August 2009 Domestic Monthly Action
Advocate for Expanding and Strengthening Public Health Programs to Meet the Needs of Low-Income Americans
Schedule Lobby Meetings and Attend Public Events to Show Support for Bold Action on Health Reform
NOTE: See our tips on how to ask a question at a Town Hall meeting or a candidate forum. **** These are the first of two different sets of talking points for your group to use if you are attending these events as a group. Divide up the questions so that at each event, some of you can focus on strengthening Medicaid and children’s health in health reform and others can focus on supporting upcoming single-payer amendments to reform bills and a national health program as the long-term vision for U.S. health care (see below). In either case, it is critical to voice your strong support for meaningful health reform that provides for quality, affordable Health Care for All by 2010 . If you do have a scheduled time to meet with a senator or representative, please be sure to contact the RESULTS office at (202) 783-7100 for the latest information and targeted requests.
Medicaid is a program that pays for medical assistance for individuals and families with low incomes and resources. Medicaid is larger than any single private health insurer, providing health coverage for 60 million low-income people, half of them children. Adults without children are prohibited by federal law from enrolling in Medicaid, even if they are extremely low-income. By expanding Medicaid to cover everyone below 133 percent of the federal poverty line (in 2009, $24,352 for a family of three), we could reduce the number of uninsured persons by at least one-third. The House health reform bill, America’s Affordable Health Choices Act (H.R. 3200) includes an expansion of Medicaid eligibility to everyone under 133 percent of the federal poverty line. In addition, in face-to-face lobby meetings we will also push for full federal funding of Medicaid expansions and automatic increases in funding during economic downturns as a measure to ensure that this vital safety net will not suffer cuts when it is most needed. This important concern about federal financing for Medicaid expansions is best expressed in private face-to-face lobby meetings with representatives, as it may contribute to efforts by those opposed to health reform to highlight criticisms of reform legislation rather than push to strengthen the needed improvements included in the bills.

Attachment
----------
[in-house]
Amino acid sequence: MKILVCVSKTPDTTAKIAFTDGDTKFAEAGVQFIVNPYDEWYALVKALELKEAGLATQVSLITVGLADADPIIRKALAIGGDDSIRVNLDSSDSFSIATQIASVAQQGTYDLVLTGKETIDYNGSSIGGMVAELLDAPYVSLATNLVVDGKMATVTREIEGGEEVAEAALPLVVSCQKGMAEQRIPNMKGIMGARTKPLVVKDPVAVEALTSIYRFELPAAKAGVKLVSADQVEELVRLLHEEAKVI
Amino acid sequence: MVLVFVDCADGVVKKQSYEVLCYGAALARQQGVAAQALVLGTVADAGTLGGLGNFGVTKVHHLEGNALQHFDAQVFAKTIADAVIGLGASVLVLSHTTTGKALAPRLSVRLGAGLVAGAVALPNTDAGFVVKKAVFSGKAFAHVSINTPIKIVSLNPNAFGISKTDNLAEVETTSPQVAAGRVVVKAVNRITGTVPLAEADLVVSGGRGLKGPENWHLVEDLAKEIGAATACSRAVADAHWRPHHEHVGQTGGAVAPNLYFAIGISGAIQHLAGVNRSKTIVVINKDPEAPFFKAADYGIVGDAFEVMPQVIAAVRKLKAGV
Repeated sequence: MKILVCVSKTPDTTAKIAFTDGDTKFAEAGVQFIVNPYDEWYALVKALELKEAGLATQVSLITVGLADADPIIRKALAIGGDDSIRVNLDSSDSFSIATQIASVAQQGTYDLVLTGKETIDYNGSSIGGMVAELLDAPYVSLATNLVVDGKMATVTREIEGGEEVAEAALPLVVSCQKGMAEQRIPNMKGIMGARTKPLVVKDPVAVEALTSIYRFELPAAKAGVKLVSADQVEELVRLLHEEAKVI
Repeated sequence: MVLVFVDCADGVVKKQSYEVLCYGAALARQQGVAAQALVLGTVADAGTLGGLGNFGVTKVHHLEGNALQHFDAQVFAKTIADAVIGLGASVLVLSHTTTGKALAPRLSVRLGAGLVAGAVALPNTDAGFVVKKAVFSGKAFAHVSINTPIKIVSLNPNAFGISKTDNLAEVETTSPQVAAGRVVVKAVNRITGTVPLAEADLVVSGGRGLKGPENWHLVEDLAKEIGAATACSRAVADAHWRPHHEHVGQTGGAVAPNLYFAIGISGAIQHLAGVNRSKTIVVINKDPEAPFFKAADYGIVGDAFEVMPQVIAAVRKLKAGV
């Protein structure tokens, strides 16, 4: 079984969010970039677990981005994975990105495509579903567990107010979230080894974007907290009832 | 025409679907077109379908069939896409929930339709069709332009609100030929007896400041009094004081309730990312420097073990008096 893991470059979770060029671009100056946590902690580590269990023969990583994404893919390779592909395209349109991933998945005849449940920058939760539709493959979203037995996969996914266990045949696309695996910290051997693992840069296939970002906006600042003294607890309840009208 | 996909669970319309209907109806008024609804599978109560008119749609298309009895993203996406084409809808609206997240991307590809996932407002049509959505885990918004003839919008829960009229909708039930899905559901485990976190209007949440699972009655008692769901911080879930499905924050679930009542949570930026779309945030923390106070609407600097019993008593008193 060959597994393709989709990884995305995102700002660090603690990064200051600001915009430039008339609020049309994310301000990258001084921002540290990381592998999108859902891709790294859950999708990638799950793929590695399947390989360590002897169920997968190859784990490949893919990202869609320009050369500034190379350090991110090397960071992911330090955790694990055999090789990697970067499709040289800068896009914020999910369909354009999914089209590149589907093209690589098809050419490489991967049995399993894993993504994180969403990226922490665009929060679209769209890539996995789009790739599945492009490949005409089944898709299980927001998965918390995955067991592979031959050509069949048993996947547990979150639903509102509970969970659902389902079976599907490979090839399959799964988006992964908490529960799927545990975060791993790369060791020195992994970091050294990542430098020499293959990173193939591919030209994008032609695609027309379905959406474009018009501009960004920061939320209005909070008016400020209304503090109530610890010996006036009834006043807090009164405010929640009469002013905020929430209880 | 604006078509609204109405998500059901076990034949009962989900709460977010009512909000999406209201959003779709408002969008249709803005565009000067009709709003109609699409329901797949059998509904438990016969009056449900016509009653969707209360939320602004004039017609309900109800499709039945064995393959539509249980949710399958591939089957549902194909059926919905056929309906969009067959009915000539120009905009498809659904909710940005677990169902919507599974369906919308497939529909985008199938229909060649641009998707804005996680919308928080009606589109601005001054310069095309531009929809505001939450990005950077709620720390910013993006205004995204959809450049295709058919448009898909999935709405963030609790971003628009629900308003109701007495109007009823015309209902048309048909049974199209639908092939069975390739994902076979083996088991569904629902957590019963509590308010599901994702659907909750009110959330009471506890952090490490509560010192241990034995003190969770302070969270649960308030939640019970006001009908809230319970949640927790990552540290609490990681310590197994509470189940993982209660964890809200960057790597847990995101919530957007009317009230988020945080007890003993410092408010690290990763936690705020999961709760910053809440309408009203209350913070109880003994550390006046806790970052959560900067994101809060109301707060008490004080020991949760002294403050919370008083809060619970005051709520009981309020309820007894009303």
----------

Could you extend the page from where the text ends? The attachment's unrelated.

RESULTS is also working to protect and expand children’s health coverage, building on new legislation to renew and improve the Children’s Health Insurance Program (CHIP). CHIP helps states provide health insurance to children (and some parents) with incomes too low to afford private coverage and too high to qualify for Medicaid. Today, CHIP covers more than 7 million children. More than two-thirds of uninsured children are eligible for coverage under Medicaid or CHIP, but face barriers to getting enrolled. H.R.3200 allows CHIP to expire as scheduled on September 30, 2013. At that time, all children up to 133 percent of poverty would transition to Medicaid coverage and all others would be transitioned to plans within the Health Insurance Exchange. The Energy and Commerce Committee accepted Rep. Diana DeGette’s amendment to ensure that no child will be removed from CHIP coverage in 2013 until the HHS Secretary certifies that the new Health Insurance Exchange provides comparable or superior coverage. In addition, the Education and Labor Committee approved an amendment to H.R.3200 from Rep. Bobby Scott (D-VA-3) requiring that all children who receive coverage through the Exchange have access to Early Periodic Screening, Diagnostic and Treatment (EPSDT). EPSDT are the benefits children on Medicaid receive and are specifically designed to meet the health needs of children. During lobby meetings, push Congress to provide EPSDT benefits to all children, simplify the Medicaid and CHIP enrollment processes, and include cost-sharing protections for low-income families in Exchange plans to ensure children’s health coverage is affordable for all families.